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Magnus Carlsen Wins Again In London

  • SonofPearl
  • on 2012.12.06. 11:33.

London Chess Classic 2012 logo.jpgMagnus Carlsen won yet another game at the London Chess Classic in the fifth round against Mickey Adams.

It was quite a recovery in the game for Carlsen who had been a pawn down and looked to be in trouble.  Yet, in just a few moves the situation reversed and Magnus won the pawn ending.

For the record, Magnus Carlsen's live rating is now 2860.5 Elo.

Vladimir Kramnik defeated Luke McShane in a nice game for the Russian to keep the pressure on Carlsen at the top of the leaderboard.  Kramnik will not give up his title without a fight!

Vishy Anand's game was the first to finish, and at last the world champion scored a win!  Anand defeated Gawain Jones with the black pieces to finally make a positive mark on the tournament.

Finally, Hikaru Nakamura weaved a mating net around Judit Polgar's exposed King to make it four out of four decisive games in the fifth round at the London Chess Classic.

Lev Aronian (left) took his turn in the commentary room with Danny King and Nigel Short (right)

London Chess Classic 2012 Round 5 Commentary box Lev Aronian Danny King Nigel Short.jpg

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Magnus Carlsen turned around a worse position to beat Mickey Adams

London Chess Classic 2012 Round 5 Mickey Adams Magnus Carlsen.jpg

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Vladimir Kramnik defeated Luke McShane

London Chess Classic 2012 Round 5 Vladimir Kramnik Luke McShane.jpg

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Vishy Anand completed a bad day for the English players, beating Gawain Jones.

London Chess Classic 2012 Round 5 Gawain Jones Vishy Anand.jpg

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Judit Polgar lost to Hikaru Nakamura

London Chess Classic 2012 Round 5 Judit Polgar Hikaru Nakamura.jpg

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The standings after 5 rounds (3-1-0 scoring)

Name Fed Elo Gms Pts
Carlsen, Magnus NOR 2848 5 13
Kramnik, Vladimir RUS 2795 5 11
Nakamura, Hikaru USA 2760 5 8
Adams, Michael ENG 2710 4 7
Anand, Viswanathan IND 2775 4 6
Aronian, Levon ARM 2815 4 4
Jones, Gawain C B ENG 2644 5 2
McShane, Luke ENG 2713 4 1
Polgar, Judit HUN 2705 4 1

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The 2012 London Chess Classic runs from 1-10 December , with one rest day on the 5th December. Games start at 14:00 GMT, except round four (16:00), and the final round (12:00).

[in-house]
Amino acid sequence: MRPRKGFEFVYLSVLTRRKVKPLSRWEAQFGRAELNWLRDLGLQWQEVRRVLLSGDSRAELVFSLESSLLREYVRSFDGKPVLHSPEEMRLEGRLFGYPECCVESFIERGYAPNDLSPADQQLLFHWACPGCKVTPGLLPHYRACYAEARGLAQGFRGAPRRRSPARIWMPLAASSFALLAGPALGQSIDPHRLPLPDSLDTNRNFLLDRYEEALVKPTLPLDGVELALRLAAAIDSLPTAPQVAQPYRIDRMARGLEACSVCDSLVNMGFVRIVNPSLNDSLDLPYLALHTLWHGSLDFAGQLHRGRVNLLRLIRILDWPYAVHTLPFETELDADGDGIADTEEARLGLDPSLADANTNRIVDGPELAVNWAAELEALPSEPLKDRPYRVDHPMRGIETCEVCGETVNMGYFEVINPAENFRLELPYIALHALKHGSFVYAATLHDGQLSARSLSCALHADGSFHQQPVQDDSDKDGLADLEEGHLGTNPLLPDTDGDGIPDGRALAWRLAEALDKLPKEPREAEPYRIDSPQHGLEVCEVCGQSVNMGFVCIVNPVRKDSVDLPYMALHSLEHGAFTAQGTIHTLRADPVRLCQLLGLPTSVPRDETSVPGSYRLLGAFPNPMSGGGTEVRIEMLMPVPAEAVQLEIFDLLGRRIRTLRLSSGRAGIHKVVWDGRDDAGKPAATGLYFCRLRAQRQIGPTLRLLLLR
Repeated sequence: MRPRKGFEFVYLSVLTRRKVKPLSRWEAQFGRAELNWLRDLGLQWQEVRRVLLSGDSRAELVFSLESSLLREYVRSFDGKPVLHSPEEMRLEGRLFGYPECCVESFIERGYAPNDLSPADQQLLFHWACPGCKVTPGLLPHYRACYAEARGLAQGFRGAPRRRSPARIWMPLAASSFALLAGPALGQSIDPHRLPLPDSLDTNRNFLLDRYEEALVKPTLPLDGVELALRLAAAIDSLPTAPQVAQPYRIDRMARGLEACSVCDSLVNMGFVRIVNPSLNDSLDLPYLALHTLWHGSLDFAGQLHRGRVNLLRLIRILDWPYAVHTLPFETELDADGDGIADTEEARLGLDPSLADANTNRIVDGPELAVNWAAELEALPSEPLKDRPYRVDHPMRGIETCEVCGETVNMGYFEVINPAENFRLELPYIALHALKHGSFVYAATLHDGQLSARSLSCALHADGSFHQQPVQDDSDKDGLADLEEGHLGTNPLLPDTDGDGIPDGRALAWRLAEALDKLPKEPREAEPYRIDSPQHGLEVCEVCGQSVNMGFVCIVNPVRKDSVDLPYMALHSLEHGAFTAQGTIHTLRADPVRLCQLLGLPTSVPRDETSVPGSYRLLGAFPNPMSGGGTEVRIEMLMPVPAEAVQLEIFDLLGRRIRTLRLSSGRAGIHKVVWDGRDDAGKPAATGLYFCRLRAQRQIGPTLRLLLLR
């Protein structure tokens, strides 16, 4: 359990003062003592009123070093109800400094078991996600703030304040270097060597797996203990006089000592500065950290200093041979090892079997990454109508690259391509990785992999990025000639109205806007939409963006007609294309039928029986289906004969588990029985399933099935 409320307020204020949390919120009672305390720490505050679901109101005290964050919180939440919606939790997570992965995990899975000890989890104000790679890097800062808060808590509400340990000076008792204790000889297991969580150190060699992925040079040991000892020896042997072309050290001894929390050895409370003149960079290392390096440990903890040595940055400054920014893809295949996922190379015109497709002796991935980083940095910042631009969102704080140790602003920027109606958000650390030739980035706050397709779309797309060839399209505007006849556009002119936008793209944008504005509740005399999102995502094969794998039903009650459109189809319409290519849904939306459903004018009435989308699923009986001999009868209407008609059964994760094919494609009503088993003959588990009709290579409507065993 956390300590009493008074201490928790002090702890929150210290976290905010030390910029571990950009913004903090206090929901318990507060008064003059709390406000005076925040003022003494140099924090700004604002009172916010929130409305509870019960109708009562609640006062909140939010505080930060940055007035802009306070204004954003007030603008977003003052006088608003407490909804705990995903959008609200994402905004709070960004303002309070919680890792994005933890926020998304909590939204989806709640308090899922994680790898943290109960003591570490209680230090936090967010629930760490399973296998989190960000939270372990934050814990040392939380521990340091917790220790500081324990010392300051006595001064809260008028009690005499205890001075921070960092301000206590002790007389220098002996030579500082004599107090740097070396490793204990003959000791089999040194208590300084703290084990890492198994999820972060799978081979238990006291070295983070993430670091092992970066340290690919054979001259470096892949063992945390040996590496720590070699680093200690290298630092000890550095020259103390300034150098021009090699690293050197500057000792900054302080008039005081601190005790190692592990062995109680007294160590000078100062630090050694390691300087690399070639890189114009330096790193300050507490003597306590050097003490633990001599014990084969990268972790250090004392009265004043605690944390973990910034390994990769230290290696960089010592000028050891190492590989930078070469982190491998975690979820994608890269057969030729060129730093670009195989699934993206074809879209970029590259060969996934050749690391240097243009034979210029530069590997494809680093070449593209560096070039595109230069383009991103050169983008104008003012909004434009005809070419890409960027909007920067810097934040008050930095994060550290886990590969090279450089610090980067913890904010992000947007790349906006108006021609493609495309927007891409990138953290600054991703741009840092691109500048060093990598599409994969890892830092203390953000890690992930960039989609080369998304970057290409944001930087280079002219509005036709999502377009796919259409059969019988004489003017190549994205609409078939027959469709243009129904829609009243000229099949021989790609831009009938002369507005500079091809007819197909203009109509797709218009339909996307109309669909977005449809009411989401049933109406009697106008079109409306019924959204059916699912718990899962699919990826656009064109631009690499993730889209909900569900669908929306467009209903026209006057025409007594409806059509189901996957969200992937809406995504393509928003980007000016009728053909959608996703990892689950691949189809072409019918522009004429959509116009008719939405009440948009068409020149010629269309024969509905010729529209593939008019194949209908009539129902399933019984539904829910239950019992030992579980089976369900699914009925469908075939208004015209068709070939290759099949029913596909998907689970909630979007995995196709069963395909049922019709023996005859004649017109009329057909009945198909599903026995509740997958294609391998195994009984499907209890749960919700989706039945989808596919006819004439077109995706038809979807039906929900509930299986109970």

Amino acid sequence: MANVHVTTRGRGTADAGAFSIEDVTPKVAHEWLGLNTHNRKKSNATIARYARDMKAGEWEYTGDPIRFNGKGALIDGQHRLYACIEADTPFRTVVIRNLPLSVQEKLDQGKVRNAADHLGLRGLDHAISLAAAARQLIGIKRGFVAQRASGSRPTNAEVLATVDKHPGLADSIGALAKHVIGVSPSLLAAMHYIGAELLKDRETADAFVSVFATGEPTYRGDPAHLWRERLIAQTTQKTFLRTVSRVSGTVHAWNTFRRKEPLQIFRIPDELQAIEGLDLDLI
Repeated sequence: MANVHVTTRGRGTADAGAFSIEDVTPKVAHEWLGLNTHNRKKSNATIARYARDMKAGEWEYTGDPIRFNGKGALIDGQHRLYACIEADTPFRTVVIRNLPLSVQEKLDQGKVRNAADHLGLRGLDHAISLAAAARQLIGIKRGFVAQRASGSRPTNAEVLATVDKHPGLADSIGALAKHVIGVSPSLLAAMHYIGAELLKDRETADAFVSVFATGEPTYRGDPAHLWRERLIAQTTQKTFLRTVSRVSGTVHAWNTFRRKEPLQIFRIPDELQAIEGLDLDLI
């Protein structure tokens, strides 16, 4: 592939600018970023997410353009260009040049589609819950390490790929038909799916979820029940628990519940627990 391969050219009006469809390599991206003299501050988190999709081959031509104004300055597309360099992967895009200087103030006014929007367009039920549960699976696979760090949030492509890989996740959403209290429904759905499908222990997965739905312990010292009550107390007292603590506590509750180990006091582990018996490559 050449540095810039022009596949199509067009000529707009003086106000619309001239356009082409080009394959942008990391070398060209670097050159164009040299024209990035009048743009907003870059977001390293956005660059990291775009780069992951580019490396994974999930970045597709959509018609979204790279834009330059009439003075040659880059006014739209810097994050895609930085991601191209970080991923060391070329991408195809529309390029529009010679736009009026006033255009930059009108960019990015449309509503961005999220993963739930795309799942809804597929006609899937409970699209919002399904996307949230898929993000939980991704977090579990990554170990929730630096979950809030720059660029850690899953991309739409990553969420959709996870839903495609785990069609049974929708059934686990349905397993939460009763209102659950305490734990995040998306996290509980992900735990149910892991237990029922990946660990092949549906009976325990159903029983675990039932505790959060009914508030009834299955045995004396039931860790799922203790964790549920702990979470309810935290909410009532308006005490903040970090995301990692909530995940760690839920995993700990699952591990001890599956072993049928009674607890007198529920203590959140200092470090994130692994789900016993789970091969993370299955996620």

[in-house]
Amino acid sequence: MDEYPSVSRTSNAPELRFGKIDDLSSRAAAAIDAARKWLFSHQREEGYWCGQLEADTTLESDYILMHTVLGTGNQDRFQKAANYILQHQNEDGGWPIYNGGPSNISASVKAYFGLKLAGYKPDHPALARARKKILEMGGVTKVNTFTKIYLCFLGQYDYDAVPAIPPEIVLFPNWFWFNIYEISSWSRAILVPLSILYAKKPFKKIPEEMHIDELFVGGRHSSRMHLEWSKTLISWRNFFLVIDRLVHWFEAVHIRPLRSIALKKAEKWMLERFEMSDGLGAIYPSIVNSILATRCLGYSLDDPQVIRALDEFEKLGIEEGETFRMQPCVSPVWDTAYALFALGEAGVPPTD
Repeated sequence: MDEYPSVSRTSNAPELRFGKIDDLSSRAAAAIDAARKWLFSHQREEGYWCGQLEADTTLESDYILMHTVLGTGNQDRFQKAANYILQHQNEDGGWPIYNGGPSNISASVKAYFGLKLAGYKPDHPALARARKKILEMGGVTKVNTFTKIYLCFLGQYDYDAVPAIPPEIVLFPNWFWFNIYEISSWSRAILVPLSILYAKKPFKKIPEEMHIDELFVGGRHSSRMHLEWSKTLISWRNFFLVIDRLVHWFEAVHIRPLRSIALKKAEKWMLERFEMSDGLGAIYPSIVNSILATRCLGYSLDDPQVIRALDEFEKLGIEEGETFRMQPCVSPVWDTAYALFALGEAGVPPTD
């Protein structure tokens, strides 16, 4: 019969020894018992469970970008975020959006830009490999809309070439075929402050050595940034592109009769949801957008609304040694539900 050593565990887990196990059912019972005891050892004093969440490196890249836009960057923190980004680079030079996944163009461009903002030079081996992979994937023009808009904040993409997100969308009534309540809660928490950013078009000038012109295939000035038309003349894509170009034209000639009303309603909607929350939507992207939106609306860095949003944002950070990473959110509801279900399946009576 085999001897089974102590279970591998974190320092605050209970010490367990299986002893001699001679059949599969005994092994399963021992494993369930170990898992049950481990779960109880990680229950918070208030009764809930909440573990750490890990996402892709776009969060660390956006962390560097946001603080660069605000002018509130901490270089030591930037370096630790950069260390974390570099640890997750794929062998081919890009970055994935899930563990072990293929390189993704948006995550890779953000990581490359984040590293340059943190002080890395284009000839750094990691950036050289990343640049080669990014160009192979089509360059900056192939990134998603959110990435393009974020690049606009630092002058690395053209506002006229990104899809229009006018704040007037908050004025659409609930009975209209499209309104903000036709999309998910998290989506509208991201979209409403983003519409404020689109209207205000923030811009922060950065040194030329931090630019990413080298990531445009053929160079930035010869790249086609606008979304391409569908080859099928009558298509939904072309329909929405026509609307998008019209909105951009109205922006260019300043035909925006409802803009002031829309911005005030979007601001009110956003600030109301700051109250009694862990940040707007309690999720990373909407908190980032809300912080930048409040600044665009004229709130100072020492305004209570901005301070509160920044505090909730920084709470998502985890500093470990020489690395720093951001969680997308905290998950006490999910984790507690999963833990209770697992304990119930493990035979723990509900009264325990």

The time control is 2 hours for 40 moves, then 1 hour for 20 moves, then 30 minutes to finish.  The 'Bilbao' style 3-1-0 scoring system is being used.

In the event of tied scores at the end of the competition, tie breaks are 1) # of wins 2) # of wins with black, 3) head-to-head result. If these mathematical tiebreakers are not enough, then there will be rapid tie-break games and if needed, a final sudden death game.

More information on all the London Chess Classic events is at the official website, including live games and video commentary.

Photos by Ray Morris-Hill.  Games via TWIC.

2012 London Chess Classic pairings shrink to fit.jpg

11321 megtekintés 54 hozzászólás
6 szavazat

Hozzászólások


  • 17 hónap ezelőtt

    Stella_Woo

    they say you never should play like a computer because you cannot equal a computer's calculating speed. Sooner or later you'll run out of time.

  • 17 hónap ezelőtt

    ezra4moso

    Carlsen beat em' all.

  • 17 hónap ezelőtt

    P_G_M

    @gray-orange-gray

    I agree with your comment.

    It is a mistake for chess players to play against computers. Carlsen has stated in the past that he does not plays against computers.

    Chess tournaments are won against human chess players that fall into swindles that start with a slightly questionable move that creates a position that is difficult to evaluate when there is time pressure and the opponent ends up missing the right move which in turns leads him into a bad endgame position, and the rest is matter of endgame technique which Carlsen is becoming little by little the best in the chess world.

    For a swindle to work it needs to be played at the right moment, after several hours of playing and when the opponent is under time pressure, and Carlsen has become an expert in timing this type of opportunities, and the other GM are falling into them Laughing 

    As a matter of fact last week Karjakin just won a game against Morozevich with a swindle that originated with a questionable move, the Houdini suggested move resulted in draw.